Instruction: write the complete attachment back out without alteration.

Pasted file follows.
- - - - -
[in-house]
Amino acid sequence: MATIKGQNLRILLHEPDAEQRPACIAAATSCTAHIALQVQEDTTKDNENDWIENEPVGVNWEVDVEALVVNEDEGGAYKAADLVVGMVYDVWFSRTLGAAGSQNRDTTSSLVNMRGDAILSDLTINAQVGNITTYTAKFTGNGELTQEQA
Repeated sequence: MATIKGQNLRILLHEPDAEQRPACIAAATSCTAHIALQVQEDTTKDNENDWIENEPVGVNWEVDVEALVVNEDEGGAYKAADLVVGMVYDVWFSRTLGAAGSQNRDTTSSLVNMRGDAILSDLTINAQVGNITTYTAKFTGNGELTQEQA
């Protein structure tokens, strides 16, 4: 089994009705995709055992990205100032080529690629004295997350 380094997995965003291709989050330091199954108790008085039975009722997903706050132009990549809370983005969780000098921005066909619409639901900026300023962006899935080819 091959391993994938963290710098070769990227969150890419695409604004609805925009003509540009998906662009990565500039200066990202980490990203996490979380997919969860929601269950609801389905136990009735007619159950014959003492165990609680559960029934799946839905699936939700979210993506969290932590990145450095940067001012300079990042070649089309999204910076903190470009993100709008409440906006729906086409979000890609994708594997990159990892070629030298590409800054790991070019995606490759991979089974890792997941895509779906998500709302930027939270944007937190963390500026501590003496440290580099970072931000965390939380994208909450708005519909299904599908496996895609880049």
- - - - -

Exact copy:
[in-house]
Amino acid sequence: MATIKGQNLRILLHEPDAEQRPACIAAATSCTAHIALQVQEDTTKDNENDWIENEPVGVNWEVDVEALVVNEDEGGAYKAADLVVGMVYDVWFSRTLGAAGSQNRDTTSSLVNMRGDAILSDLTINAQVGNITTYTAKFTGNGELTQEQA
Repeated sequence: MATIKGQNLRILLHEPDAEQRPACIAAATSCTAHIALQVQEDTTKDNENDWIENEPVGVNWEVDVEALVVNEDEGGAYKAADLVVGMVYDVWFSRTLGAAGSQNRDTTSSLVNMRGDAILSDLTINAQVGNITTYTAKFTGNGELTQEQA
């Protein structure tokens, strides 16, 4: 089994009705995709055992990205100032080529690629004295997350 380094997995965003291709989050330091199954108790008085039975009722997903706050132009990549809370983005969780000098921005066909619409639901900026300023962006899935080819 091959391993994938963290710098070769990227969150890419695409604004609805925009003509540009998906662009990565500039200066990202980490990203996490979380997919969860929601269950609801389905136990009735007619159950014959003492165990609680559960029934799946839905699936939700979210993506969290932590990145450095940067001012300079990042070649089309999204910076903190470009993100709008409440906006729906086409979000890609994708594997990159990892070629030298590409800054790991070019995606490759991979089974890792997941895509779906998500709302930027939270944007937190963390500026501590003496440290580099970072931000965390939380994208909450708005519909299904599908496996895609880049």